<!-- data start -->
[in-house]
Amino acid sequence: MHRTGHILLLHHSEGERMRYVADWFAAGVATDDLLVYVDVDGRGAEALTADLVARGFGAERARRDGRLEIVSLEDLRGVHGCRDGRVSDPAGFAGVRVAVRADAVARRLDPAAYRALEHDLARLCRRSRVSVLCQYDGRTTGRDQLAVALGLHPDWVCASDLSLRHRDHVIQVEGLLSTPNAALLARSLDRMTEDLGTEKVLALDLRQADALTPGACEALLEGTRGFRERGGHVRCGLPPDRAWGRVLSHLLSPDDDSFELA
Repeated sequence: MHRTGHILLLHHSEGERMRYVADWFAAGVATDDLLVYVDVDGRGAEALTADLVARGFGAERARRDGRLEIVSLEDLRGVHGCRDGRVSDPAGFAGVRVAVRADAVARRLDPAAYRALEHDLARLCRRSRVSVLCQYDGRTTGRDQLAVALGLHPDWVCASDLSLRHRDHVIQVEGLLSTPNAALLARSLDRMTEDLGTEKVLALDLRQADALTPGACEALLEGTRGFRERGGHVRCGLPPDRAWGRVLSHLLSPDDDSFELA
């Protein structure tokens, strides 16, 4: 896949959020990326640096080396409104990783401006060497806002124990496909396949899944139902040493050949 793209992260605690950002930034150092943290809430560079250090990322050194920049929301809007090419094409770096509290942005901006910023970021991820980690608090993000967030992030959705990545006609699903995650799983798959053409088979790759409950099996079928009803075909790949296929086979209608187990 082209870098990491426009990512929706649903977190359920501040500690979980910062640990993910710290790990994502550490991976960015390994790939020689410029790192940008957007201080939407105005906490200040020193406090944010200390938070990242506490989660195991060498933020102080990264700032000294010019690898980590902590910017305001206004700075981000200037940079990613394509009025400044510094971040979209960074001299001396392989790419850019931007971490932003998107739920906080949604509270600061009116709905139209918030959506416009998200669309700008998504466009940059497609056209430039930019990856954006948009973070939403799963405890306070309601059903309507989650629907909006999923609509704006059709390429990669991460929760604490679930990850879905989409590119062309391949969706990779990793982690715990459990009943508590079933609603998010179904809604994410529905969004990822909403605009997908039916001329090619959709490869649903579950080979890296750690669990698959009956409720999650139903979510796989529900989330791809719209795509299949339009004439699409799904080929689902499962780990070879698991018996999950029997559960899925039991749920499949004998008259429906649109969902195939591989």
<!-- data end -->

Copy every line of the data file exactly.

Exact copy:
[in-house]
Amino acid sequence: MHRTGHILLLHHSEGERMRYVADWFAAGVATDDLLVYVDVDGRGAEALTADLVARGFGAERARRDGRLEIVSLEDLRGVHGCRDGRVSDPAGFAGVRVAVRADAVARRLDPAAYRALEHDLARLCRRSRVSVLCQYDGRTTGRDQLAVALGLHPDWVCASDLSLRHRDHVIQVEGLLSTPNAALLARSLDRMTEDLGTEKVLALDLRQADALTPGACEALLEGTRGFRERGGHVRCGLPPDRAWGRVLSHLLSPDDDSFELA
Repeated sequence: MHRTGHILLLHHSEGERMRYVADWFAAGVATDDLLVYVDVDGRGAEALTADLVARGFGAERARRDGRLEIVSLEDLRGVHGCRDGRVSDPAGFAGVRVAVRADAVARRLDPAAYRALEHDLARLCRRSRVSVLCQYDGRTTGRDQLAVALGLHPDWVCASDLSLRHRDHVIQVEGLLSTPNAALLARSLDRMTEDLGTEKVLALDLRQADALTPGACEALLEGTRGFRERGGHVRCGLPPDRAWGRVLSHLLSPDDDSFELA
């Protein structure tokens, strides 16, 4: 896949959020990326640096080396409104990783401006060497806002124990496909396949899944139902040493050949 793209992260605690950002930034150092943290809430560079250090990322050194920049929301809007090419094409770096509290942005901006910023970021991820980690608090993000967030992030959705990545006609699903995650799983798959053409088979790759409950099996079928009803075909790949296929086979209608187990 082209870098990491426009990512929706649903977190359920501040500690979980910062640990993910710290790990994502550490991976960015390994790939020689410029790192940008957007201080939407105005906490200040020193406090944010200390938070990242506490989660195991060498933020102080990264700032000294010019690898980590902590910017305001206004700075981000200037940079990613394509009025400044510094971040979209960074001299001396392989790419850019931007971490932003998107739920906080949604509270600061009116709905139209918030959506416009998200669309700008998504466009940059497609056209430039930019990856954006948009973070939403799963405890306070309601059903309507989650629907909006999923609509704006059709390429990669991460929760604490679930990850879905989409590119062309391949969706990779990793982690715990459990009943508590079933609603998010179904809604994410529905969004990822909403605009997908039916001329090619959709490869649903579950080979890296750690669990698959009956409720999650139903979510796989529900989330791809719209795509299949339009004439699409799904080929689902499962780990070879698991018996999950029997559960899925039991749920499949004998008259429906649109969902195939591989």